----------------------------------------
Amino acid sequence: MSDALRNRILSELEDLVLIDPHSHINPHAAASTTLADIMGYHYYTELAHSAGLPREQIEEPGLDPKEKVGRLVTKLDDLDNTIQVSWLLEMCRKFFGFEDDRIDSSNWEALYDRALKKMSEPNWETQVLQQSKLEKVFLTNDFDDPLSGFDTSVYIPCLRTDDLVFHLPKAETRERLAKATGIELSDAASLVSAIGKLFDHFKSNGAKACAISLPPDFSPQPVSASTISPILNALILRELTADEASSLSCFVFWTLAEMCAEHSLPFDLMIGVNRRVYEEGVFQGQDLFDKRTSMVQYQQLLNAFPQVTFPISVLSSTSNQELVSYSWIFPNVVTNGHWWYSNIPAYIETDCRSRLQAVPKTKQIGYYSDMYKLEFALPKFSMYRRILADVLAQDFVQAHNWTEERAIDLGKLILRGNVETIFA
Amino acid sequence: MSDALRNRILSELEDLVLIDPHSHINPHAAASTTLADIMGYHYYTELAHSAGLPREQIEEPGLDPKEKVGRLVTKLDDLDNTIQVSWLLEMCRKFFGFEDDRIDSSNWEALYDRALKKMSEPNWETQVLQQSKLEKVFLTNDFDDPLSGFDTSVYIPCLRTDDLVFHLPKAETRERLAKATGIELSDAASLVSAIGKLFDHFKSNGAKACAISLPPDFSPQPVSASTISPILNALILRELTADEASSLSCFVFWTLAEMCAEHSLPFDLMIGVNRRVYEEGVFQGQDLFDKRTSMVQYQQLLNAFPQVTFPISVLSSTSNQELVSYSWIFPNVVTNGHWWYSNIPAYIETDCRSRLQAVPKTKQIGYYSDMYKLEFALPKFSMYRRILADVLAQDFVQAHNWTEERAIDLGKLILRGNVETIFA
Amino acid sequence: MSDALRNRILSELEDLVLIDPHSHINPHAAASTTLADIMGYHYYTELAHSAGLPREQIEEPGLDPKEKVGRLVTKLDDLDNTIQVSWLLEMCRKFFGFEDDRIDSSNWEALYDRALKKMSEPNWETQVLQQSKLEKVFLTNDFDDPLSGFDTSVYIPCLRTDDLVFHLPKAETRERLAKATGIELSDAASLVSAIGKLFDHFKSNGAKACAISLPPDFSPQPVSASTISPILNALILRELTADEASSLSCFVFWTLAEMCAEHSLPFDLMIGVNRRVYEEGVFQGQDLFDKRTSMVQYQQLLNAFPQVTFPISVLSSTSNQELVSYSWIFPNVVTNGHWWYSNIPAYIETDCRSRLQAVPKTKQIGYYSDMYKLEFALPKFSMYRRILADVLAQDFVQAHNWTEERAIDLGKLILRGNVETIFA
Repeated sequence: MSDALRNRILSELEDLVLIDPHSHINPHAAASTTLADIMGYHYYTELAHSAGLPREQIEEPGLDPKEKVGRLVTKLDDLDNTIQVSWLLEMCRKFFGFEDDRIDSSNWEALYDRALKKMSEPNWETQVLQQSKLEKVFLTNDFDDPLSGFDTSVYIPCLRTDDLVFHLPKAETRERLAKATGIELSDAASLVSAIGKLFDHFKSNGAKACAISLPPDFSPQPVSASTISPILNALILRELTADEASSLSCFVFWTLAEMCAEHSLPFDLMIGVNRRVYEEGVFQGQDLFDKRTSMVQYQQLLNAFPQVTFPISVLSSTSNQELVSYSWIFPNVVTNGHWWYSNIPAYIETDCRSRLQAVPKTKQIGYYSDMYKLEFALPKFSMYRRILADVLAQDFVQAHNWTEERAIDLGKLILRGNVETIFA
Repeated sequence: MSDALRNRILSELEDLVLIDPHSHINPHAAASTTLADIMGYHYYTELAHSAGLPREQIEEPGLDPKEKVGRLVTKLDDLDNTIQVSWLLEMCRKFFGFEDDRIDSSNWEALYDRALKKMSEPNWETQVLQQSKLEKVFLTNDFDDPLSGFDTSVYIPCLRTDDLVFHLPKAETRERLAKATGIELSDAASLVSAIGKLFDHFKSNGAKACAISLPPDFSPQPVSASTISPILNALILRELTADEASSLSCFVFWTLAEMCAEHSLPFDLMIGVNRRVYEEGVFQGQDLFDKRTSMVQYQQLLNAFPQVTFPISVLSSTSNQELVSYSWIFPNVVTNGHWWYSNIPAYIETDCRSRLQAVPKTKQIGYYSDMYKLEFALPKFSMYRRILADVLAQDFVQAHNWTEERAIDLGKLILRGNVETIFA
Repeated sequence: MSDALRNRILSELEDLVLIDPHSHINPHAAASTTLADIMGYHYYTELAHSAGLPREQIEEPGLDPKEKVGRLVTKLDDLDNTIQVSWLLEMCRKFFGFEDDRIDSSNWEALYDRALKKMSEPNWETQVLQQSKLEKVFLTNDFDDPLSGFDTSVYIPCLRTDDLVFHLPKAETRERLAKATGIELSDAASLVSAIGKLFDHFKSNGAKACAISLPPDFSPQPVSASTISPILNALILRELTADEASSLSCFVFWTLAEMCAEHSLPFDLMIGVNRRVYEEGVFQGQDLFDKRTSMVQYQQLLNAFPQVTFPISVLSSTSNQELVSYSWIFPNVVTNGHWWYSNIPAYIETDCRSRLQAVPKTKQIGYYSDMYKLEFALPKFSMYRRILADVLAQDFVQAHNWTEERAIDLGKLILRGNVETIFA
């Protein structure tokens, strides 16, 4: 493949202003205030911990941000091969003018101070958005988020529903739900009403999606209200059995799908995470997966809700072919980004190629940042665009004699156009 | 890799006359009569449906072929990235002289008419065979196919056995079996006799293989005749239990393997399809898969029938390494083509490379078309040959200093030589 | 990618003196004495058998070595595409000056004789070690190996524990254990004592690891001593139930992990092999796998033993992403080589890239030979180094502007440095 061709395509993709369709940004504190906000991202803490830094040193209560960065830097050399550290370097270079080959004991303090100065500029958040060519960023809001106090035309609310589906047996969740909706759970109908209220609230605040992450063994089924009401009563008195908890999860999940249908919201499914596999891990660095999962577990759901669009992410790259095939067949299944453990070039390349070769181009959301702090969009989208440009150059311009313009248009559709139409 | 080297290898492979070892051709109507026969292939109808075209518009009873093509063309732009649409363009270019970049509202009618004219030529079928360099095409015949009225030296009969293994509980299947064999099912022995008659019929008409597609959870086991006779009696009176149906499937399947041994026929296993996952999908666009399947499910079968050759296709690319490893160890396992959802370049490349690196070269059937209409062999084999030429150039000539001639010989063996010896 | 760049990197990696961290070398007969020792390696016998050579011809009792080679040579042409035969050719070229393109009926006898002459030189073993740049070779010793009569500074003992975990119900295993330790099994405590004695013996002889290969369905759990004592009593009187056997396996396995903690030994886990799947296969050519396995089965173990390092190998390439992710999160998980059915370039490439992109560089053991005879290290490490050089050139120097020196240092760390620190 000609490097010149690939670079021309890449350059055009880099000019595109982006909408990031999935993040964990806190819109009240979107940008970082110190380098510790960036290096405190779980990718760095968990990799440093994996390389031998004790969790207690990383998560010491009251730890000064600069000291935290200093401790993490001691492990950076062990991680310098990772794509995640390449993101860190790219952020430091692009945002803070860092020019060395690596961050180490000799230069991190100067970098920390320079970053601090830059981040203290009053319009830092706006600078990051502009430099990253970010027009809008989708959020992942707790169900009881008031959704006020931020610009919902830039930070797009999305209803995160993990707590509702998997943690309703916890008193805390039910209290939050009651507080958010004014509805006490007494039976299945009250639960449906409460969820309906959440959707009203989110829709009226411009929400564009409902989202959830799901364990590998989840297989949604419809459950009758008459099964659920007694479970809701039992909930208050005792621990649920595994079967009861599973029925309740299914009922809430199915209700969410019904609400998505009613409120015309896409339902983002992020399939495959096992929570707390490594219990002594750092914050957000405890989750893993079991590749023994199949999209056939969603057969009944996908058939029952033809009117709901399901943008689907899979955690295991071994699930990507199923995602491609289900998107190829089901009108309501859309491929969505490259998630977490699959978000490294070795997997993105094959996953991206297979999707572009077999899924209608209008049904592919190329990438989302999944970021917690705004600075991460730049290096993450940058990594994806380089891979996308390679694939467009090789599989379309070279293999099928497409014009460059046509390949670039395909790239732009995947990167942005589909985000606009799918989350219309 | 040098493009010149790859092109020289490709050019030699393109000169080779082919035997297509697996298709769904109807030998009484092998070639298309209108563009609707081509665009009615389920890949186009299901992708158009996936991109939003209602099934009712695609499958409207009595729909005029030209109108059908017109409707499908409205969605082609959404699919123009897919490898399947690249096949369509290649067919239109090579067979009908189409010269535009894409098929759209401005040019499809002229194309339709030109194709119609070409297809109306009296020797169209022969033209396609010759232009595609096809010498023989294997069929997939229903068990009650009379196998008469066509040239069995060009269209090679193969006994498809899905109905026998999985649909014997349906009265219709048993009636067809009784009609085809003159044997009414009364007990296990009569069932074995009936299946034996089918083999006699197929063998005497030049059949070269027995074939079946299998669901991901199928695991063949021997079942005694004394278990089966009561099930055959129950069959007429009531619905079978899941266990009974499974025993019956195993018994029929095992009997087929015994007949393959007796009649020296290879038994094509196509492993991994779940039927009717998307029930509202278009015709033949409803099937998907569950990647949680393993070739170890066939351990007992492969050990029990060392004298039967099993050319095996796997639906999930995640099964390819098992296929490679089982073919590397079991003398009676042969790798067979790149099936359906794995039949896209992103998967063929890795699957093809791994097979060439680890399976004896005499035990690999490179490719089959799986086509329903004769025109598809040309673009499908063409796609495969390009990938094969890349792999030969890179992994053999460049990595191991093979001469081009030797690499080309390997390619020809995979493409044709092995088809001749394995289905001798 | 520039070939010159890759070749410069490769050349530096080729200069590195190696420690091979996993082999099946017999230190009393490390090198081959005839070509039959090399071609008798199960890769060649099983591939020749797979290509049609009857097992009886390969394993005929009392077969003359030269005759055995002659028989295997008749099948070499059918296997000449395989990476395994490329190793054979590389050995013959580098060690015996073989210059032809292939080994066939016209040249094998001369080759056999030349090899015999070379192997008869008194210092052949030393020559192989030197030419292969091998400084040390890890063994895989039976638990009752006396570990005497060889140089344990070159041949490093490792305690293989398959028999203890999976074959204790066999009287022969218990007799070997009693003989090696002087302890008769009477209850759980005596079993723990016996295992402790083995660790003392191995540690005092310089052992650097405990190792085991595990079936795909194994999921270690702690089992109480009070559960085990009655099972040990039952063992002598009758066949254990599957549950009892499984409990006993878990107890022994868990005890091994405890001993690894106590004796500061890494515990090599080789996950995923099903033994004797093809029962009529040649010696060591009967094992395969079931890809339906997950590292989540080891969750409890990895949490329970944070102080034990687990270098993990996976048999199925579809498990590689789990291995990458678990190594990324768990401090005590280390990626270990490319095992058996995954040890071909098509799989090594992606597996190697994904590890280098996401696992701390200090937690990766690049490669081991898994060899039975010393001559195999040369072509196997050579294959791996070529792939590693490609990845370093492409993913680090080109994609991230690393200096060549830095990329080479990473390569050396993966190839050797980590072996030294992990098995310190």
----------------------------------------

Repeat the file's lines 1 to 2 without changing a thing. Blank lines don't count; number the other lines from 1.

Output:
Amino acid sequence: MSDALRNRILSELEDLVLIDPHSHINPHAAASTTLADIMGYHYYTELAHSAGLPREQIEEPGLDPKEKVGRLVTKLDDLDNTIQVSWLLEMCRKFFGFEDDRIDSSNWEALYDRALKKMSEPNWETQVLQQSKLEKVFLTNDFDDPLSGFDTSVYIPCLRTDDLVFHLPKAETRERLAKATGIELSDAASLVSAIGKLFDHFKSNGAKACAISLPPDFSPQPVSASTISPILNALILRELTADEASSLSCFVFWTLAEMCAEHSLPFDLMIGVNRRVYEEGVFQGQDLFDKRTSMVQYQQLLNAFPQVTFPISVLSSTSNQELVSYSWIFPNVVTNGHWWYSNIPAYIETDCRSRLQAVPKTKQIGYYSDMYKLEFALPKFSMYRRILADVLAQDFVQAHNWTEERAIDLGKLILRGNVETIFA
Amino acid sequence: MSDALRNRILSELEDLVLIDPHSHINPHAAASTTLADIMGYHYYTELAHSAGLPREQIEEPGLDPKEKVGRLVTKLDDLDNTIQVSWLLEMCRKFFGFEDDRIDSSNWEALYDRALKKMSEPNWETQVLQQSKLEKVFLTNDFDDPLSGFDTSVYIPCLRTDDLVFHLPKAETRERLAKATGIELSDAASLVSAIGKLFDHFKSNGAKACAISLPPDFSPQPVSASTISPILNALILRELTADEASSLSCFVFWTLAEMCAEHSLPFDLMIGVNRRVYEEGVFQGQDLFDKRTSMVQYQQLLNAFPQVTFPISVLSSTSNQELVSYSWIFPNVVTNGHWWYSNIPAYIETDCRSRLQAVPKTKQIGYYSDMYKLEFALPKFSMYRRILADVLAQDFVQAHNWTEERAIDLGKLILRGNVETIFA